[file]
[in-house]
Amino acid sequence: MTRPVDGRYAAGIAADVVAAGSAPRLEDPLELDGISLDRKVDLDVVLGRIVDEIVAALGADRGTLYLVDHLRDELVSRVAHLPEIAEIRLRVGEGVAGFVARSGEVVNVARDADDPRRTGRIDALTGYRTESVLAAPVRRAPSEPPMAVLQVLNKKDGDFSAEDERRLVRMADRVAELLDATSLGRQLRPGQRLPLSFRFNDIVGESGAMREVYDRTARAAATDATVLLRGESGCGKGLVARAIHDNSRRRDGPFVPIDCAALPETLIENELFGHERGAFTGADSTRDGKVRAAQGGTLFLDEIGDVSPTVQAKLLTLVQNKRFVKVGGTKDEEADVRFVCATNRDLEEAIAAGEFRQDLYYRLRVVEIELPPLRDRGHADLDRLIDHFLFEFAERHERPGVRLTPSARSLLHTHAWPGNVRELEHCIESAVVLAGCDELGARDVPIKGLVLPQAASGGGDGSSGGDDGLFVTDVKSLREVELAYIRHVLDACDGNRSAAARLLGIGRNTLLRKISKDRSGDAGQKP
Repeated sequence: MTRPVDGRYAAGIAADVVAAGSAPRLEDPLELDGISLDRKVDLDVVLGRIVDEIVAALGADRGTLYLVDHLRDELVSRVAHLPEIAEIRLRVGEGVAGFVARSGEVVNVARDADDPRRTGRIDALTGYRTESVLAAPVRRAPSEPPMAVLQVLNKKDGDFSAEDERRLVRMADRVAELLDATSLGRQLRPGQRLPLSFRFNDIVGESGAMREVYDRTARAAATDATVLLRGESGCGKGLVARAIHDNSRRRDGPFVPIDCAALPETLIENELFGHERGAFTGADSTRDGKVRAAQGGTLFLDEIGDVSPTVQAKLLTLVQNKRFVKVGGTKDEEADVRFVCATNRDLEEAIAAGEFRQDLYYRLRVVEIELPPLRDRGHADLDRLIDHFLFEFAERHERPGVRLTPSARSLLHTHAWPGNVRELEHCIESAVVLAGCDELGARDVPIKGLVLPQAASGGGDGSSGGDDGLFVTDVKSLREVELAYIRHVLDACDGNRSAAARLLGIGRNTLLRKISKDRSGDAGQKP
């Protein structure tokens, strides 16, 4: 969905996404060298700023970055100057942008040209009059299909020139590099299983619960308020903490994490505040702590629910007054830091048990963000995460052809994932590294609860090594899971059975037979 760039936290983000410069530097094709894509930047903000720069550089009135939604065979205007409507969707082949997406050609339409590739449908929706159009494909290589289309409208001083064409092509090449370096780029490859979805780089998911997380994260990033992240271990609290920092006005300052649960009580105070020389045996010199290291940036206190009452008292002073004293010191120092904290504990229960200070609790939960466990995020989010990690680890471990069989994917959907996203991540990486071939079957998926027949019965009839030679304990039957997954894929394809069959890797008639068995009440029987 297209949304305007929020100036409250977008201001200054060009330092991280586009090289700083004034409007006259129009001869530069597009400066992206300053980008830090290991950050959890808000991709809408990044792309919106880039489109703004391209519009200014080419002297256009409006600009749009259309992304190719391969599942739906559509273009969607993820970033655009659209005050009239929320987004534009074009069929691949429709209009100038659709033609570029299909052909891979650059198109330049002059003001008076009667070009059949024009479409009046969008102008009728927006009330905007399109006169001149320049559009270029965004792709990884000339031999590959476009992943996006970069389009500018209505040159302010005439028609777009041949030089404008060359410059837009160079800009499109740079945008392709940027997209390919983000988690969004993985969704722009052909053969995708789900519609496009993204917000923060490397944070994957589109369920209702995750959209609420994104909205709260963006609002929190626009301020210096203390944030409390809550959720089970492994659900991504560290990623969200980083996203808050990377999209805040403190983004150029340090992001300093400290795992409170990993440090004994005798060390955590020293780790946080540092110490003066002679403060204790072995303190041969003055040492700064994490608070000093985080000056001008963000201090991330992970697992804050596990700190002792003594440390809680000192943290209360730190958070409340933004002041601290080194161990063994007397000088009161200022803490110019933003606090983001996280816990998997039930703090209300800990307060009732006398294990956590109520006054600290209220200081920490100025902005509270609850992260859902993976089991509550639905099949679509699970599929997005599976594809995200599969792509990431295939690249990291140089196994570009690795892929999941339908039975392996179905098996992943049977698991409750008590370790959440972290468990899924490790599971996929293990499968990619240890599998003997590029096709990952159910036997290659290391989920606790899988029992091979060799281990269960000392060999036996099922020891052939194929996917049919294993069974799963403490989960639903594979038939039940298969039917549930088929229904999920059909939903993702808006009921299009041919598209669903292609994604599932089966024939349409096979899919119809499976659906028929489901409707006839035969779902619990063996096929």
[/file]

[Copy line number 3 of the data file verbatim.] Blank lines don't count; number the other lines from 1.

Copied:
Repeated sequence: MTRPVDGRYAAGIAADVVAAGSAPRLEDPLELDGISLDRKVDLDVVLGRIVDEIVAALGADRGTLYLVDHLRDELVSRVAHLPEIAEIRLRVGEGVAGFVARSGEVVNVARDADDPRRTGRIDALTGYRTESVLAAPVRRAPSEPPMAVLQVLNKKDGDFSAEDERRLVRMADRVAELLDATSLGRQLRPGQRLPLSFRFNDIVGESGAMREVYDRTARAAATDATVLLRGESGCGKGLVARAIHDNSRRRDGPFVPIDCAALPETLIENELFGHERGAFTGADSTRDGKVRAAQGGTLFLDEIGDVSPTVQAKLLTLVQNKRFVKVGGTKDEEADVRFVCATNRDLEEAIAAGEFRQDLYYRLRVVEIELPPLRDRGHADLDRLIDHFLFEFAERHERPGVRLTPSARSLLHTHAWPGNVRELEHCIESAVVLAGCDELGARDVPIKGLVLPQAASGGGDGSSGGDDGLFVTDVKSLREVELAYIRHVLDACDGNRSAAARLLGIGRNTLLRKISKDRSGDAGQKP